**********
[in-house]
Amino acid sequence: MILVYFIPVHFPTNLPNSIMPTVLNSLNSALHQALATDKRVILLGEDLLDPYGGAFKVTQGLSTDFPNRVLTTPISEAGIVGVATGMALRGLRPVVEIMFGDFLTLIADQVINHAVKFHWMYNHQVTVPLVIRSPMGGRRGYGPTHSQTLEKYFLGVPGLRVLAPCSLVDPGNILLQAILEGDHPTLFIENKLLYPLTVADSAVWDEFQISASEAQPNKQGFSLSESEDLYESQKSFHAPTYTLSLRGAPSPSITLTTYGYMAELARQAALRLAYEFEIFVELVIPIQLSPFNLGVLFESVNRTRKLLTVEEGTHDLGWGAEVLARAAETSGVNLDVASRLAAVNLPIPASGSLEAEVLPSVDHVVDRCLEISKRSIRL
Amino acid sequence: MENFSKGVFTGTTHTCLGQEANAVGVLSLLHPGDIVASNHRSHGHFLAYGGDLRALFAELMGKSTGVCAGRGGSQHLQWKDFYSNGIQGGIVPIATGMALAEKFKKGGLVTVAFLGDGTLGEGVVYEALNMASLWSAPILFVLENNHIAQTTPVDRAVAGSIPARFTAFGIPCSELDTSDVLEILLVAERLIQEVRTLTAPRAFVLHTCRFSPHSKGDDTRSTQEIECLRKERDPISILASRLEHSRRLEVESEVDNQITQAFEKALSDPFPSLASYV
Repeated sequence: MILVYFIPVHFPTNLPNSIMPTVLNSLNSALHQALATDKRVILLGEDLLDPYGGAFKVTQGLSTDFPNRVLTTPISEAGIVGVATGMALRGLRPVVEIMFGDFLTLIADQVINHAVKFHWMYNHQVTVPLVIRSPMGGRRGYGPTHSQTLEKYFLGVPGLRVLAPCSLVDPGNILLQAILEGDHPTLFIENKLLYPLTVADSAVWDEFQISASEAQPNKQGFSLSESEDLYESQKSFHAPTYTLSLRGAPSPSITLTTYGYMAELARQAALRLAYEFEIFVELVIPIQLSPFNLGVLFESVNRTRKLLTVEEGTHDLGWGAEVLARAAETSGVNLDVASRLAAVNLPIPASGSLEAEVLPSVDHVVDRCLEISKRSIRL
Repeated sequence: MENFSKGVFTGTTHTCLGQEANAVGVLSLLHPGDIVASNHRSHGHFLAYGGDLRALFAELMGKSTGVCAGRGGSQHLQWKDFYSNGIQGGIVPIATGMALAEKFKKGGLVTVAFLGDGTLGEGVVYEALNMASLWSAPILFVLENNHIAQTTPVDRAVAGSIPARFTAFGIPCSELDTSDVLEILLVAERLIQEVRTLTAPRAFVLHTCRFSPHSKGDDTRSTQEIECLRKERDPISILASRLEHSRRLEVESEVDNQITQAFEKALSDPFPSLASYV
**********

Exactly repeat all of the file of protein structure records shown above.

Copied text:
[in-house]
Amino acid sequence: MILVYFIPVHFPTNLPNSIMPTVLNSLNSALHQALATDKRVILLGEDLLDPYGGAFKVTQGLSTDFPNRVLTTPISEAGIVGVATGMALRGLRPVVEIMFGDFLTLIADQVINHAVKFHWMYNHQVTVPLVIRSPMGGRRGYGPTHSQTLEKYFLGVPGLRVLAPCSLVDPGNILLQAILEGDHPTLFIENKLLYPLTVADSAVWDEFQISASEAQPNKQGFSLSESEDLYESQKSFHAPTYTLSLRGAPSPSITLTTYGYMAELARQAALRLAYEFEIFVELVIPIQLSPFNLGVLFESVNRTRKLLTVEEGTHDLGWGAEVLARAAETSGVNLDVASRLAAVNLPIPASGSLEAEVLPSVDHVVDRCLEISKRSIRL
Amino acid sequence: MENFSKGVFTGTTHTCLGQEANAVGVLSLLHPGDIVASNHRSHGHFLAYGGDLRALFAELMGKSTGVCAGRGGSQHLQWKDFYSNGIQGGIVPIATGMALAEKFKKGGLVTVAFLGDGTLGEGVVYEALNMASLWSAPILFVLENNHIAQTTPVDRAVAGSIPARFTAFGIPCSELDTSDVLEILLVAERLIQEVRTLTAPRAFVLHTCRFSPHSKGDDTRSTQEIECLRKERDPISILASRLEHSRRLEVESEVDNQITQAFEKALSDPFPSLASYV
Repeated sequence: MILVYFIPVHFPTNLPNSIMPTVLNSLNSALHQALATDKRVILLGEDLLDPYGGAFKVTQGLSTDFPNRVLTTPISEAGIVGVATGMALRGLRPVVEIMFGDFLTLIADQVINHAVKFHWMYNHQVTVPLVIRSPMGGRRGYGPTHSQTLEKYFLGVPGLRVLAPCSLVDPGNILLQAILEGDHPTLFIENKLLYPLTVADSAVWDEFQISASEAQPNKQGFSLSESEDLYESQKSFHAPTYTLSLRGAPSPSITLTTYGYMAELARQAALRLAYEFEIFVELVIPIQLSPFNLGVLFESVNRTRKLLTVEEGTHDLGWGAEVLARAAETSGVNLDVASRLAAVNLPIPASGSLEAEVLPSVDHVVDRCLEISKRSIRL
Repeated sequence: MENFSKGVFTGTTHTCLGQEANAVGVLSLLHPGDIVASNHRSHGHFLAYGGDLRALFAELMGKSTGVCAGRGGSQHLQWKDFYSNGIQGGIVPIATGMALAEKFKKGGLVTVAFLGDGTLGEGVVYEALNMASLWSAPILFVLENNHIAQTTPVDRAVAGSIPARFTAFGIPCSELDTSDVLEILLVAERLIQEVRTLTAPRAFVLHTCRFSPHSKGDDTRSTQEIECLRKERDPISILASRLEHSRRLEVESEVDNQITQAFEKALSDPFPSLASYV